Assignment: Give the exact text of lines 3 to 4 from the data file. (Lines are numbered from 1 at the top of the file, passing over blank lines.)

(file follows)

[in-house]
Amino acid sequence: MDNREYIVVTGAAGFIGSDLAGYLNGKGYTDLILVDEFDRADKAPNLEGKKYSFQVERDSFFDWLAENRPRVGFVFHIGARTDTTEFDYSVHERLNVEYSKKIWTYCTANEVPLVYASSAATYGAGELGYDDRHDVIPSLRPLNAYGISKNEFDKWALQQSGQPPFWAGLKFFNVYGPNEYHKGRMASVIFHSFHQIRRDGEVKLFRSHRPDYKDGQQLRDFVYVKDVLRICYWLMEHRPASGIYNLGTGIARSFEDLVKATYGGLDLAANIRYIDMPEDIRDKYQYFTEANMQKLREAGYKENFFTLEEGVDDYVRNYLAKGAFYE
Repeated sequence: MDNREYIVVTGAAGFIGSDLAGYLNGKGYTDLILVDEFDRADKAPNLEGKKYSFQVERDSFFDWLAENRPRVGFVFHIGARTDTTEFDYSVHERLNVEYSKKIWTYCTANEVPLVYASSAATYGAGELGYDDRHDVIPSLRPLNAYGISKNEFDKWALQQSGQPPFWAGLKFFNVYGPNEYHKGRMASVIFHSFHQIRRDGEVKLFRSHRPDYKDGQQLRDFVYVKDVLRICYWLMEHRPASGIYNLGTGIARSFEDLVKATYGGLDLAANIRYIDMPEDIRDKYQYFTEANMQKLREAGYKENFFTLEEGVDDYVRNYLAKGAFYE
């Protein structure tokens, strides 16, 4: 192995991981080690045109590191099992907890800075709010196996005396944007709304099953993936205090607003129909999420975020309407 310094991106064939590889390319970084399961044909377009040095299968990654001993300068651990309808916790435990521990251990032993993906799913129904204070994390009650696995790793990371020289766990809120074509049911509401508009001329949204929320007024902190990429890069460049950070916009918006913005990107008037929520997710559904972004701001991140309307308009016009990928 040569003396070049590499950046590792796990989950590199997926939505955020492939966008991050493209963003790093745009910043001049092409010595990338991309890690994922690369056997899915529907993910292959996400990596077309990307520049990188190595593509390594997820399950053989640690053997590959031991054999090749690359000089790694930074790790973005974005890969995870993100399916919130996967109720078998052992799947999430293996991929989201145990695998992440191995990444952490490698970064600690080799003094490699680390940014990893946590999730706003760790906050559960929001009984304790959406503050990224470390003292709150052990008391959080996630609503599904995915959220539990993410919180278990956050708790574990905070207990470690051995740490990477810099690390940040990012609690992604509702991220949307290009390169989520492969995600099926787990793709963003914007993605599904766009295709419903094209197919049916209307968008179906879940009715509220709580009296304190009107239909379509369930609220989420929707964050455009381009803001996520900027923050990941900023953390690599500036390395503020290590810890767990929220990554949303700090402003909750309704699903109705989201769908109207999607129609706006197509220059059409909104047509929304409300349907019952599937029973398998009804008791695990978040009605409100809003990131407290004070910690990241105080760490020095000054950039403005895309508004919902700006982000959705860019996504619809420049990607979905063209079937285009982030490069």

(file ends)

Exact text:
Repeated sequence: MDNREYIVVTGAAGFIGSDLAGYLNGKGYTDLILVDEFDRADKAPNLEGKKYSFQVERDSFFDWLAENRPRVGFVFHIGARTDTTEFDYSVHERLNVEYSKKIWTYCTANEVPLVYASSAATYGAGELGYDDRHDVIPSLRPLNAYGISKNEFDKWALQQSGQPPFWAGLKFFNVYGPNEYHKGRMASVIFHSFHQIRRDGEVKLFRSHRPDYKDGQQLRDFVYVKDVLRICYWLMEHRPASGIYNLGTGIARSFEDLVKATYGGLDLAANIRYIDMPEDIRDKYQYFTEANMQKLREAGYKENFFTLEEGVDDYVRNYLAKGAFYE
């Protein structure tokens, strides 16, 4: 192995991981080690045109590191099992907890800075709010196996005396944007709304099953993936205090607003129909999420975020309407 310094991106064939590889390319970084399961044909377009040095299968990654001993300068651990309808916790435990521990251990032993993906799913129904204070994390009650696995790793990371020289766990809120074509049911509401508009001329949204929320007024902190990429890069460049950070916009918006913005990107008037929520997710559904972004701001991140309307308009016009990928 040569003396070049590499950046590792796990989950590199997926939505955020492939966008991050493209963003790093745009910043001049092409010595990338991309890690994922690369056997899915529907993910292959996400990596077309990307520049990188190595593509390594997820399950053989640690053997590959031991054999090749690359000089790694930074790790973005974005890969995870993100399916919130996967109720078998052992799947999430293996991929989201145990695998992440191995990444952490490698970064600690080799003094490699680390940014990893946590999730706003760790906050559960929001009984304790959406503050990224470390003292709150052990008391959080996630609503599904995915959220539990993410919180278990956050708790574990905070207990470690051995740490990477810099690390940040990012609690992604509702991220949307290009390169989520492969995600099926787990793709963003914007993605599904766009295709419903094209197919049916209307968008179906879940009715509220709580009296304190009107239909379509369930609220989420929707964050455009381009803001996520900027923050990941900023953390690599500036390395503020290590810890767990929220990554949303700090402003909750309704699903109705989201769908109207999607129609706006197509220059059409909104047509929304409300349907019952599937029973398998009804008791695990978040009605409100809003990131407290004070910690990241105080760490020095000054950039403005895309508004919902700006982000959705860019996504619809420049990607979905063209079937285009982030490069």